Told in the Coffee House cover

Told in the Coffee House

Allan Ramsay (1866-1932)

1. Preface
2. How the Hodja Saved Allah
3. Better is the Folly of Woman than the Wisdom of Man
4. The Hanoum and the Unjust Cadi
5. What Happened to Hadji, a Merchant of the Bezestan
6. How the Junkman Travelled to Find Treasure in his own Yard
7. How Chapkin Halid Became Chief Detective
8. How Cobbler Ahmet Became the Chief Astrologer
9. The Wise Son of Ali Pasha
10. The Merciful Khan
11. King Kara-Kush of Bithynia
12. The Prayer-Rug and the Dishonest Steward
13. The Goose, the Eye, the Daughter, and the Arm
14. The Forty Wise Men
15. How the Priest Knew that it Would Snow
16. Who was the Thirteenth Son?
17. Paradise Sold by the Yard
18. Jew Turned Turk
19. The Metamorphosis
20. The Calif Omar
21. Kalaidji Avram of Balata
22. How Mehmet Ali Pasha of Egypt Administered Justice
23. How the Farmer Learned to Cure his Wife
24. The Language of Birds
25. The Swallow's Advice
26. We Know not What the Dawn May Bring Forth
27. Old Men Made Young
28. The Bribe
29. How the Devil Lost His Wager
30. The Effects of Raki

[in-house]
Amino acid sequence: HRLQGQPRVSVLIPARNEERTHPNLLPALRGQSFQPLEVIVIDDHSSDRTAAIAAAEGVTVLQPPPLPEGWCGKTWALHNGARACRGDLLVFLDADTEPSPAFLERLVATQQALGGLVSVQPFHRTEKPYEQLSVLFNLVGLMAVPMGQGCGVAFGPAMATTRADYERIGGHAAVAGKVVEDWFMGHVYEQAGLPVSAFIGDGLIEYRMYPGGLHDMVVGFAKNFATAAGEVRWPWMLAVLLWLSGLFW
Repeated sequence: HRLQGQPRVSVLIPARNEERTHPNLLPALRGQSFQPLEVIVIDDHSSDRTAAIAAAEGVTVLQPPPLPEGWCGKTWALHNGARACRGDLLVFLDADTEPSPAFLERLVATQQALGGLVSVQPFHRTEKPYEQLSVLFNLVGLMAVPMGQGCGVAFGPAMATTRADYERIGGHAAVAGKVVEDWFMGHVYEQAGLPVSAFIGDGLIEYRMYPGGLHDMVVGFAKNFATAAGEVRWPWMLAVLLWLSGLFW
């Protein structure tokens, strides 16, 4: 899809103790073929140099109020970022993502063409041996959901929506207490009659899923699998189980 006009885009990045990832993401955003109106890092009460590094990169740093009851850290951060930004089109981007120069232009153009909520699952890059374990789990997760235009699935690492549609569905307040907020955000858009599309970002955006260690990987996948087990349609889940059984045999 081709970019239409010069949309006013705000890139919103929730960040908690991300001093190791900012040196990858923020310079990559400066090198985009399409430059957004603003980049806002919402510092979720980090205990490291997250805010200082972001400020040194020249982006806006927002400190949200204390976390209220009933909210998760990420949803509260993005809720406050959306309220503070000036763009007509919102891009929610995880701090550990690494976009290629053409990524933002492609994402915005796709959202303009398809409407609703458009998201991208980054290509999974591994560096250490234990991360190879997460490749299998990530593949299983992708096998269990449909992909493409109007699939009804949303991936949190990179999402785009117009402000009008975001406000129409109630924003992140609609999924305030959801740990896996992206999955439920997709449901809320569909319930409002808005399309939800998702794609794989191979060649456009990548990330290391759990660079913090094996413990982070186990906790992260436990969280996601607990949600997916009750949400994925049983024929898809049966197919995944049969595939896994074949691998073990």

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In the course of a number of visits to Constantinople, I became much interested in the tales that are told in the coffee houses. These are usually little more than rooms, with walls made of small panes of glass. The furniture consists of a tripod with a contrivance for holding the kettle, and a fire to keep the coffee boiling. A carpeted bench traverses the entire length of the room. This is occupied by turbaned Turks, their legs folded under them, smoking nargilehs or chibooks or cigarettes, and sipping coffee. A few will be engaged in a game of backgammon, but the majority enter into conversation, at first only in syllables, which gradually gives rise to a general discussion. Finally, some sage of the neighborhood comes in, and the company appeals to him to settle the point at issue. This he usually does by telling a story to illustrate his opinion. Some of the stories told on these occasions are adaptations of those already known in Arabic and Persian literature, but the Turkish mind gives them a new setting and a peculiar philosophy. They are characteristic of the habits, customs, and methods of thought of the people, and for this reason seem worthy of preservation.